When the green woods laugh with the voice of joy,
And the dimpling stream runs laughing by;
When the air does laugh with our merry wit,
And the green hill laughs with the noise of it;
When the meadows laugh with lively green,
And the grasshopper laughs in the merry scene,
When Mary and Susan and Emily
With their sweet round mouths sing ``Ha, Ha, He!''
When the painted birds laugh in the shade,
Where our table with cherries and nuts is spread,
Come live & be merry, and join with me,
To sing the sweet chorus of ``Ha, Ha, He!''
Commentary by Jeff Gillett
This is one of several poems in the collection that celebrate nature with no awareness of its darker side. In this poem, everything in the natural world seems to be laughing along with the children as they play: the 'green woods', the 'dimpling stream', the 'air', the 'green hill', the 'meadows', the 'grasshopper' and the 'painted birds' all join in the laughter, and the whole situation is described as a 'merry scene'. The first mention of any human merriment is the reference to 'Mary and Susan and Emily / With their sweet round mouths...'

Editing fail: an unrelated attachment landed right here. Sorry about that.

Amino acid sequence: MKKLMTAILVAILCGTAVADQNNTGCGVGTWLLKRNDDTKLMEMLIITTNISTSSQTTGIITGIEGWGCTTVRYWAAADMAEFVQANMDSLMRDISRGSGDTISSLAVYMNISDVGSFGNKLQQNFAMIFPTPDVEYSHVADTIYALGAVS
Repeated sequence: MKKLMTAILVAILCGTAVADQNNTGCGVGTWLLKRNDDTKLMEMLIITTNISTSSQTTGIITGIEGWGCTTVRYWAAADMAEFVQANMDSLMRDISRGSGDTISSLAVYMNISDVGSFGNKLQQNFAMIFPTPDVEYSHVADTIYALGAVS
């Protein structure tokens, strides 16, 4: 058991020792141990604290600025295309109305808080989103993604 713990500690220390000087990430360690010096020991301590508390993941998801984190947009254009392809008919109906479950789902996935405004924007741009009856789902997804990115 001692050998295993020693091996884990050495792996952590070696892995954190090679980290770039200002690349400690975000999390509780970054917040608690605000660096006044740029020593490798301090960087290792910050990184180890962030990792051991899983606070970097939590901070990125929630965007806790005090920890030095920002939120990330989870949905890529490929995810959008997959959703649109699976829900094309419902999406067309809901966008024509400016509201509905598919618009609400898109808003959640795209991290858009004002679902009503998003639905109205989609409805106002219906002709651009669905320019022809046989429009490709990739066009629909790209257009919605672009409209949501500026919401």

However, the whole poem consists of a series of adverbial clauses leading up to the final couplet, which is an invitation:
'Come live & be merry, and join with me,
To sing the sweet chorus of "Ha, Ha, He!"'
This is somewhat reminiscent of the more erotic invitation of Christopher Marlowe's Passionate Shepherd to his Mistress to
'Come live with me and be my love
And we will all the pleasures prove.'
Blake's poem is full of exuberance and delight which need refer to nothing more than the ‘innocent play’ of children, and there is nothing in the poem that makes it out of place in a book of poems for children. However, Blake’s view of sexuality as essentially innocent and needlessly proscribed by an authoritarian Church with an authoritarian view of God makes it perfectly possible to see the poem in a more erotic context without compromising its placing in the Songs of Innocence.
From this perspective, the sensuality of 'sweet round mouths' and the invitation to 'Come live & be merry and join with me' in singing along with a chorus in which the whole of nature seems to be laughing contribute easily to a picture of a world turned topsy-turvy by being in love.